Super Black: American Pop Culture and Black Superheroes by Adilifu Nama
Hey, it’s nonfiction time! I picked this one up a few weeks back and thought it was pretty fun — or as close as academic pop culture analysis gets to fun.
In case y’all haven’t noticed before, comic book superheroes tend to be an awfully pink bunch of people. Plenty of people wish that were different, and that comics more closely resembled our multicultural society… and unfortunately, a lot of other people seem to wish that comics were even more white than they are now. So it’s nice to see that someone has put together a history of black superheroes and how they’ve affected our culture.
The book starts out focusing on comics’ earliest attempts to address racial injustice, particularly in Dennis O’Neil’s and Neal Adams’ “Green Lantern/Green Arrow” series. From there, it’s on to the first important black superheroes — Luke Cage, the Black Panther, John Stewart, Black Lightning, and the Falcon. And Nama is very careful to note how they fit in with the comic companies and within pop culture — John Stewart as an outgrowth of O’Neil’s political-themed comics and Black Lightning as the first African-American hero at DC to get his own title; Luke Cage and Black Panther as reactions to blaxploitation films, and the Falcon as possibly the most important black hero — he shared co-billing with Captain America, got serious stories about race relations into the comics, and was the first black superhero to be able to fly.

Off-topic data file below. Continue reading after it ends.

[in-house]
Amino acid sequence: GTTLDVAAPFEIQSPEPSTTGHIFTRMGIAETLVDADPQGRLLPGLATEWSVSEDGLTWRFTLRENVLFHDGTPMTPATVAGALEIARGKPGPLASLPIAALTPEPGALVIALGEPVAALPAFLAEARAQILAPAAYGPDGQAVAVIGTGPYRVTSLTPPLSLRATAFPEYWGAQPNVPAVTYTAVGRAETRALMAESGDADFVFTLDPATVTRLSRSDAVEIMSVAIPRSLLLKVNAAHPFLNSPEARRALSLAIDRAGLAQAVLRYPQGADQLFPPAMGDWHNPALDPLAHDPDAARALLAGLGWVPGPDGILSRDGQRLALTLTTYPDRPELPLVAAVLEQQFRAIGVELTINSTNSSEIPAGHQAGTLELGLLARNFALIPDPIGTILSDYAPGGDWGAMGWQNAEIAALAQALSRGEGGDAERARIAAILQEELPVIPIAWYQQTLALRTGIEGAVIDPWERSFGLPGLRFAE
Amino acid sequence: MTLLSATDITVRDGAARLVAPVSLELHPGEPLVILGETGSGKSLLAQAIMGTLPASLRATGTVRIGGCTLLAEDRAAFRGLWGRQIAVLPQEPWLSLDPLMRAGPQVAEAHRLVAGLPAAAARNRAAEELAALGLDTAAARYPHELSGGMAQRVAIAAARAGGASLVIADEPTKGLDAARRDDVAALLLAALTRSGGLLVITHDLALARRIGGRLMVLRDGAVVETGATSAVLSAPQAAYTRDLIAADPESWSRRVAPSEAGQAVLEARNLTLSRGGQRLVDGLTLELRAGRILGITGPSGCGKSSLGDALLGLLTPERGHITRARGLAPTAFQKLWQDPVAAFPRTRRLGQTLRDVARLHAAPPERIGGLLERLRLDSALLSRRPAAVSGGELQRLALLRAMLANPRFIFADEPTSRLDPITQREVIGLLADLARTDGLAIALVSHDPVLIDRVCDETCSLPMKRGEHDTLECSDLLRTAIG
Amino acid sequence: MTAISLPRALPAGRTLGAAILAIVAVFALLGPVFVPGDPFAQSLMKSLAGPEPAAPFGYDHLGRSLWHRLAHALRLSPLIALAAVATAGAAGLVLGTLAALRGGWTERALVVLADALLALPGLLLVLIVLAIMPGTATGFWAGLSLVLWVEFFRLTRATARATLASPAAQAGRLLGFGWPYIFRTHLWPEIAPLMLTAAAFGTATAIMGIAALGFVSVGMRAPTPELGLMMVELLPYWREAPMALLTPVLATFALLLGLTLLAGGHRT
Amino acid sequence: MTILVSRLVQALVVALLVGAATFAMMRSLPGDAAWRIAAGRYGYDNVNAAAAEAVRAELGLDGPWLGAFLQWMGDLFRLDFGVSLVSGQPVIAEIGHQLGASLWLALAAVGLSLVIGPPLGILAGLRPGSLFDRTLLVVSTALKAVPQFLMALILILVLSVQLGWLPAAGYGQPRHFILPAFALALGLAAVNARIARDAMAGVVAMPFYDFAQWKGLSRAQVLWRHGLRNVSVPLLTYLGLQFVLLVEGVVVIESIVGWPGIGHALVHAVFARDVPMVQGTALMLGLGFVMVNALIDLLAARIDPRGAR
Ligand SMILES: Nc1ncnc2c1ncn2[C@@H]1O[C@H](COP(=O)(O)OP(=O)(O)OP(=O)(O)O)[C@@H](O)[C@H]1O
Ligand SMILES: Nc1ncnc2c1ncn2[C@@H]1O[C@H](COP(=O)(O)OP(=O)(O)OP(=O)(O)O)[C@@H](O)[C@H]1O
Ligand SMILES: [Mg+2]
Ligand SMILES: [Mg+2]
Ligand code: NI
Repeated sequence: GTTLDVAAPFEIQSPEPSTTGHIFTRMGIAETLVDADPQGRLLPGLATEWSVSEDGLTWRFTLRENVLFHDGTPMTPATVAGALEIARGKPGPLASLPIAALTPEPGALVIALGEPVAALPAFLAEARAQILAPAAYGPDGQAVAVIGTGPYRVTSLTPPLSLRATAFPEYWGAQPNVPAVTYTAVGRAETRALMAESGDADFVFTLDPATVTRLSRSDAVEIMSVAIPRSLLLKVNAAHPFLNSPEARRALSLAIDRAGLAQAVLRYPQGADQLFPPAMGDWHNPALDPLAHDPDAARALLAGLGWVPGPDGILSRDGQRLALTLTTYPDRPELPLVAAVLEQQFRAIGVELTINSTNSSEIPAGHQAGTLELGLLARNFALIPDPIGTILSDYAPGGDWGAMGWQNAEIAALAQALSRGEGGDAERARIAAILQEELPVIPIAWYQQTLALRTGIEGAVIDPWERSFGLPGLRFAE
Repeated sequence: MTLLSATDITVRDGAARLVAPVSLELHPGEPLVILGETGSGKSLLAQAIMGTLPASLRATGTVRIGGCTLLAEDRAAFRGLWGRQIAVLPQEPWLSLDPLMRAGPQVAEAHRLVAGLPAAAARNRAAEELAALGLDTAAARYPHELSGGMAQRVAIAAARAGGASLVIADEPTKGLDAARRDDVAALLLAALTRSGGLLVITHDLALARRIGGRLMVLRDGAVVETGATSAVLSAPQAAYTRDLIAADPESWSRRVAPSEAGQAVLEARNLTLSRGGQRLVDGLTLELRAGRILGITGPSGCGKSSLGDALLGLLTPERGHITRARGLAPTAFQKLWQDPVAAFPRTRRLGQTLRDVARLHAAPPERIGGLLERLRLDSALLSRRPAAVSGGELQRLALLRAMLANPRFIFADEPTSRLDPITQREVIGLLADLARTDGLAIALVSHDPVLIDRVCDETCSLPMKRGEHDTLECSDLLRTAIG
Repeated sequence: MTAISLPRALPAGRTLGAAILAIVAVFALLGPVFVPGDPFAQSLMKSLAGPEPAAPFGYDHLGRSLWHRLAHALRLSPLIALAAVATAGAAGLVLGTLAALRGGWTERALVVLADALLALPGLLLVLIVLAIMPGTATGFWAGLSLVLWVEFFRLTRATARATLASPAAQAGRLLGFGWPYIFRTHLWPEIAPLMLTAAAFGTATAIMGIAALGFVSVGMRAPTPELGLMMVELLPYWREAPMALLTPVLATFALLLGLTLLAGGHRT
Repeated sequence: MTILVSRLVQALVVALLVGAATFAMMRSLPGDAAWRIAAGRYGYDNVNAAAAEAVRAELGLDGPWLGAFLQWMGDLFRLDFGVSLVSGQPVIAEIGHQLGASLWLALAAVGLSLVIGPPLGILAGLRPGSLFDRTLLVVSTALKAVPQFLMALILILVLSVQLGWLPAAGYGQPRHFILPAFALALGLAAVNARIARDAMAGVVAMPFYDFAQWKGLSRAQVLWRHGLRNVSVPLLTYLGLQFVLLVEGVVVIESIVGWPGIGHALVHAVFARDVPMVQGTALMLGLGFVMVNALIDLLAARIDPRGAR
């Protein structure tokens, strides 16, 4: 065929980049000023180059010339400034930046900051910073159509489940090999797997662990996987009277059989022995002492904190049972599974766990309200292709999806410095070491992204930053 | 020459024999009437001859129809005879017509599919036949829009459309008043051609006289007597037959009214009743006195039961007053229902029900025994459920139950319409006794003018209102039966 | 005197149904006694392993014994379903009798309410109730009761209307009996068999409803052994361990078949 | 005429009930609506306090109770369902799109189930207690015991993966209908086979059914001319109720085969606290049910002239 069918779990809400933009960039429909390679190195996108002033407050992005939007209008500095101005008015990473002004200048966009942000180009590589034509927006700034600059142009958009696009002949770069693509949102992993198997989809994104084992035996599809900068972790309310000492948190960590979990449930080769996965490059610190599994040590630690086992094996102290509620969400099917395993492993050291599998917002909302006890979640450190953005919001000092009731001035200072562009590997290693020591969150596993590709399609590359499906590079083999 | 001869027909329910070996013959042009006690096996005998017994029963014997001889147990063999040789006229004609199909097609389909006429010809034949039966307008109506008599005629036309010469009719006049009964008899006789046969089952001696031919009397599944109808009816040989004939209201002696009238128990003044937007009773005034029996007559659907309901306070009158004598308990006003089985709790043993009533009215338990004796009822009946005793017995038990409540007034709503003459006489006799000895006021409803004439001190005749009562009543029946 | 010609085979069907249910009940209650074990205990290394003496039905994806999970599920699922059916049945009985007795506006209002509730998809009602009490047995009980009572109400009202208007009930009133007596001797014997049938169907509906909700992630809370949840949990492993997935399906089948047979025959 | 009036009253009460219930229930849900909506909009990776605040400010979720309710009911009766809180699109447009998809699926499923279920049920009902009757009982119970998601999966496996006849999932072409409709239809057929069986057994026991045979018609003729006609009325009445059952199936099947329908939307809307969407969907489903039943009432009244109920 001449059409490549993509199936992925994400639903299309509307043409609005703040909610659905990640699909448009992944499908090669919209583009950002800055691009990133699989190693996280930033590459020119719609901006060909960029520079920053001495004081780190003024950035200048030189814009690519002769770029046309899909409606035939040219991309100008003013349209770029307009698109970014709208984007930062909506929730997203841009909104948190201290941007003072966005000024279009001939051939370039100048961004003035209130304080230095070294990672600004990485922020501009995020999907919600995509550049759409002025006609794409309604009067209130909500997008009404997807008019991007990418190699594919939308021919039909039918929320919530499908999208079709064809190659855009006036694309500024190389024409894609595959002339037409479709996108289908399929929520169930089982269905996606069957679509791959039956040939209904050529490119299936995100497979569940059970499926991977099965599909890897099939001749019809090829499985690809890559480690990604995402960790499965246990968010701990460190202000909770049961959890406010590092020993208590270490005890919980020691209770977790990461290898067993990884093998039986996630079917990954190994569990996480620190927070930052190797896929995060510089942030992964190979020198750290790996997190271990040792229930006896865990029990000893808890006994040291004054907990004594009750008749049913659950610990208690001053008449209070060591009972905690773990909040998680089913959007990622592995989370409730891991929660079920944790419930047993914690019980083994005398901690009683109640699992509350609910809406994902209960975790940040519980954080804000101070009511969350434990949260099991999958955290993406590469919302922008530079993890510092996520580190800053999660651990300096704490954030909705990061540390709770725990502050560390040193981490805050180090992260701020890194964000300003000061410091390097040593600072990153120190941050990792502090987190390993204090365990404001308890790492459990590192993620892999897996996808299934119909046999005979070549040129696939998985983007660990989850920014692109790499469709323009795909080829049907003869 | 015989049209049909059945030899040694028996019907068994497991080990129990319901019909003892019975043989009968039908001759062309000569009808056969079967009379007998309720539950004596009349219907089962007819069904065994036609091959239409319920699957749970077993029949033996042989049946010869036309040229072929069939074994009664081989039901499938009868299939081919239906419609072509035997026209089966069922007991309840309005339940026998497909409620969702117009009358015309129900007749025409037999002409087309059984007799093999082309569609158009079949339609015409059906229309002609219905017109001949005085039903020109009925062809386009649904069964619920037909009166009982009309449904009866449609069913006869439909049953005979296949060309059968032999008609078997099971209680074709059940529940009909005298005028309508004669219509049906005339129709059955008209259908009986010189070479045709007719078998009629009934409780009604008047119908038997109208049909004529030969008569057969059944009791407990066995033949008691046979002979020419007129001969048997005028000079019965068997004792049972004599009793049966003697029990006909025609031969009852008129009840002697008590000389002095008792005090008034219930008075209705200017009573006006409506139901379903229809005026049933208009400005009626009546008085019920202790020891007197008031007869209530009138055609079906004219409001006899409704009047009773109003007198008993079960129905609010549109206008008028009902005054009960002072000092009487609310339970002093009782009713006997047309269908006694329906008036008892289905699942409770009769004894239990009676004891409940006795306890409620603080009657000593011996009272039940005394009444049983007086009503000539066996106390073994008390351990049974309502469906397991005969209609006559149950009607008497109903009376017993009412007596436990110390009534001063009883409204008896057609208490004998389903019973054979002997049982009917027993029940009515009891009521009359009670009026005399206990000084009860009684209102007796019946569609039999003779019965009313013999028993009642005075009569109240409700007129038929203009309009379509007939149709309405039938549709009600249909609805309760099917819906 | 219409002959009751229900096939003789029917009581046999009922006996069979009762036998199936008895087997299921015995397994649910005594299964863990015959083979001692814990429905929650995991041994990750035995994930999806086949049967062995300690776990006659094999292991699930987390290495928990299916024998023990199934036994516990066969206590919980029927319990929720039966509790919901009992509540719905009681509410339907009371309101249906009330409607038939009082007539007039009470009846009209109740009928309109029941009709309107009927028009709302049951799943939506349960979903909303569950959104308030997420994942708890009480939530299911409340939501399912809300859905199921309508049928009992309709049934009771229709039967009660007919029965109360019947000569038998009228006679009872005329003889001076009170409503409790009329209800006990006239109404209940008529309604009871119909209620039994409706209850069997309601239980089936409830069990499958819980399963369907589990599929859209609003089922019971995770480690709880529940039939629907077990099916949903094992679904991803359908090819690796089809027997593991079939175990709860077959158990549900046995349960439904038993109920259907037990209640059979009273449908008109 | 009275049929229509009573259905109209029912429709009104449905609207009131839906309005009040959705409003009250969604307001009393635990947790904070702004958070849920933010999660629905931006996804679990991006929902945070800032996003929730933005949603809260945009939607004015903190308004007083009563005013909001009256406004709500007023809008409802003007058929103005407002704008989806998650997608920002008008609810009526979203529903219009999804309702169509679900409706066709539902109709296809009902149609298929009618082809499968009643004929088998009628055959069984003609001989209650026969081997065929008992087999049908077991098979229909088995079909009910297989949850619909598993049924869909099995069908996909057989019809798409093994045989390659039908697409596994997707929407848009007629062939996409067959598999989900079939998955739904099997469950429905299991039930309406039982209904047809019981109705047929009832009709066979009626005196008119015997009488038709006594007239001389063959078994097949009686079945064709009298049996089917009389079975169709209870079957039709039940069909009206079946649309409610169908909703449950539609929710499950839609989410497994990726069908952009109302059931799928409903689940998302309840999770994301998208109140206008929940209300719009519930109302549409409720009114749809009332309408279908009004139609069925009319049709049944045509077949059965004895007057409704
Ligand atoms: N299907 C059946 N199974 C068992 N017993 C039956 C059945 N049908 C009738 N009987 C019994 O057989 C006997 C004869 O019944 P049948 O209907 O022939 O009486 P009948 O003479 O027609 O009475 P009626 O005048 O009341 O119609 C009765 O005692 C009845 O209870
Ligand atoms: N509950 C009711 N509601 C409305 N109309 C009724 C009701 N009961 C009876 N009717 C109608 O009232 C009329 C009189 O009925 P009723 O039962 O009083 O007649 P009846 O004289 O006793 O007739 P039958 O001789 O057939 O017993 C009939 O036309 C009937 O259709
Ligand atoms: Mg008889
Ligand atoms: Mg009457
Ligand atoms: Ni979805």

There are, of course, plenty of other characters discussed and analyzed, as well as how they influenced and were influenced by pop culture, politics, and current events. There’s a whole chapter on black superheroes on film — but far more interesting is the lengthy discussion of the 1970s blaxploitation flicks — and how they often made the most sense when you thought of them, not as private eye or crime films, but as early superhero movies.
Verdict: Thumbs up. It’s a solid and deeply interesting piece of analysis. This is the kind of material that gets short shrift in a lot of comics histories — usually confined to a few pages of the single “Oh yeah, here are the prominent black, Hispanic, and female characters of the ’60s and ’70s” chapter.
This is all really pretty entertaining stuff — the first chapter or two are very heavy on the academic language, and I was initially worried it’d be pretty dry and inaccessible. But once the book hits its rhythm, it really pulls you along. It’s a good, fast read, and it’s hard to put down.
If I’ve got a complaint about this book, it’d be that there are some really great characters who get very little to no attention. Milestone’s comics in the ’90s are discussed in only a couple of paragraphs — and dismissed as unimportant. Now I know — anecdotes aren’t data, but I’m a member of a Milestone Media fan page on Facebook, and everyone there sees Milestone as not just important historically, but inspirational as well — there are members there who loved Milestone’s books so much, they decided to create their own comics. That’s not an unimportant comics publisher — that’s a publisher that changed things.
Still, you got any interest in comics, history, diversity, and racial politics? You’re going to want to pick this one up.